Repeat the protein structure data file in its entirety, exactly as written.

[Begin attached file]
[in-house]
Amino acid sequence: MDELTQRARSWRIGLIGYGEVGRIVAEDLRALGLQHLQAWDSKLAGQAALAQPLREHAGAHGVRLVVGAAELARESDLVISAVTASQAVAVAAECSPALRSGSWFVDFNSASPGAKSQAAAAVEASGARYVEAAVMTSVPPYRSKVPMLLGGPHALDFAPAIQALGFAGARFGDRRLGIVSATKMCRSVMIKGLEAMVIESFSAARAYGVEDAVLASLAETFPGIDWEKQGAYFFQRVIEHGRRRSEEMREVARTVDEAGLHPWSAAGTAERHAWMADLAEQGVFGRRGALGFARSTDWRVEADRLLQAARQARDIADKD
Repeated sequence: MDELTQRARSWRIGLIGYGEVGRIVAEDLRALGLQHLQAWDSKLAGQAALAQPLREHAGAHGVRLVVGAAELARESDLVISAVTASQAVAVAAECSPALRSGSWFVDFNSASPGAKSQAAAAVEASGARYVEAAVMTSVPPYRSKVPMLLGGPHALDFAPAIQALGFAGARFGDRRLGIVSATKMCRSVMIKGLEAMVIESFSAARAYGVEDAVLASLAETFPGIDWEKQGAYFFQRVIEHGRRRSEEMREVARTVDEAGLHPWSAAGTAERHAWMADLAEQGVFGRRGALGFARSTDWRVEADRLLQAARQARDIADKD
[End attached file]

[in-house]
Amino acid sequence: MDELTQRARSWRIGLIGYGEVGRIVAEDLRALGLQHLQAWDSKLAGQAALAQPLREHAGAHGVRLVVGAAELARESDLVISAVTASQAVAVAAECSPALRSGSWFVDFNSASPGAKSQAAAAVEASGARYVEAAVMTSVPPYRSKVPMLLGGPHALDFAPAIQALGFAGARFGDRRLGIVSATKMCRSVMIKGLEAMVIESFSAARAYGVEDAVLASLAETFPGIDWEKQGAYFFQRVIEHGRRRSEEMREVARTVDEAGLHPWSAAGTAERHAWMADLAEQGVFGRRGALGFARSTDWRVEADRLLQAARQARDIADKD
Repeated sequence: MDELTQRARSWRIGLIGYGEVGRIVAEDLRALGLQHLQAWDSKLAGQAALAQPLREHAGAHGVRLVVGAAELARESDLVISAVTASQAVAVAAECSPALRSGSWFVDFNSASPGAKSQAAAAVEASGARYVEAAVMTSVPPYRSKVPMLLGGPHALDFAPAIQALGFAGARFGDRRLGIVSATKMCRSVMIKGLEAMVIESFSAARAYGVEDAVLASLAETFPGIDWEKQGAYFFQRVIEHGRRRSEEMREVARTVDEAGLHPWSAAGTAERHAWMADLAEQGVFGRRGALGFARSTDWRVEADRLLQAARQARDIADKD